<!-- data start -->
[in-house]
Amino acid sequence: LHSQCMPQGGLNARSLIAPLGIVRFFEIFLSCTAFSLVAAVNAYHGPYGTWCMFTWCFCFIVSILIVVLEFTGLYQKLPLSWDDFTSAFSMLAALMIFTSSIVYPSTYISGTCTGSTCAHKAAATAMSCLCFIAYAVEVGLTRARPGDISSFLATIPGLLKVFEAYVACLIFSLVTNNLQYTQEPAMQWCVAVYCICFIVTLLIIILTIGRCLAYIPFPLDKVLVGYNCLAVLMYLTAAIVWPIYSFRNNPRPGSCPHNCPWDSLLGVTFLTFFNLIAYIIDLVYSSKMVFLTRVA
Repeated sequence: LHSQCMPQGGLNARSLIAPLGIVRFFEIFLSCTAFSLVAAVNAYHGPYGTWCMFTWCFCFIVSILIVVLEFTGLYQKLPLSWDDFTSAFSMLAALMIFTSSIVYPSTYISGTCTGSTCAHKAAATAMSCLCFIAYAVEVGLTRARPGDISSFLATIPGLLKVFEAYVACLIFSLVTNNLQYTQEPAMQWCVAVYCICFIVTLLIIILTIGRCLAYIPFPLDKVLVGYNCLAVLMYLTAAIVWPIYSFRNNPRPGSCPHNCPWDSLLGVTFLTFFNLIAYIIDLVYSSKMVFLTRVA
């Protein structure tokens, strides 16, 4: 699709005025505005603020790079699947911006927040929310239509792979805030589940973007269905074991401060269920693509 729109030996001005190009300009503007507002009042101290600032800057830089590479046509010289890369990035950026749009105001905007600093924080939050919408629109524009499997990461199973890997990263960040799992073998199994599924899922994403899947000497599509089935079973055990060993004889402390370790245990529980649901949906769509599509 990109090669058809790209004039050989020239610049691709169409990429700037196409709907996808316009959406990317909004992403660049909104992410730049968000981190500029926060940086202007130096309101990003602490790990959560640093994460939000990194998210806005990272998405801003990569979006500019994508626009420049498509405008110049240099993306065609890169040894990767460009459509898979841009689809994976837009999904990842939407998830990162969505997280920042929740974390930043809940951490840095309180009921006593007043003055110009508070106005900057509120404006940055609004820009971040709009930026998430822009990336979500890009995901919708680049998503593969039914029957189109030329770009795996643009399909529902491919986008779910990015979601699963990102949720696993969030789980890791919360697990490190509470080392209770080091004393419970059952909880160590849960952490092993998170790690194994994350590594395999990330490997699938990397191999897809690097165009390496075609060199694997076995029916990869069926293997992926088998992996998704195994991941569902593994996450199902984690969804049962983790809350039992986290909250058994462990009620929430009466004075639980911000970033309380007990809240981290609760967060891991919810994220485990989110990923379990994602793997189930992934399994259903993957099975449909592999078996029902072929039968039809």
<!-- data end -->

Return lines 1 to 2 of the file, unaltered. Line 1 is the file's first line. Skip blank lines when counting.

[in-house]
Amino acid sequence: LHSQCMPQGGLNARSLIAPLGIVRFFEIFLSCTAFSLVAAVNAYHGPYGTWCMFTWCFCFIVSILIVVLEFTGLYQKLPLSWDDFTSAFSMLAALMIFTSSIVYPSTYISGTCTGSTCAHKAAATAMSCLCFIAYAVEVGLTRARPGDISSFLATIPGLLKVFEAYVACLIFSLVTNNLQYTQEPAMQWCVAVYCICFIVTLLIIILTIGRCLAYIPFPLDKVLVGYNCLAVLMYLTAAIVWPIYSFRNNPRPGSCPHNCPWDSLLGVTFLTFFNLIAYIIDLVYSSKMVFLTRVA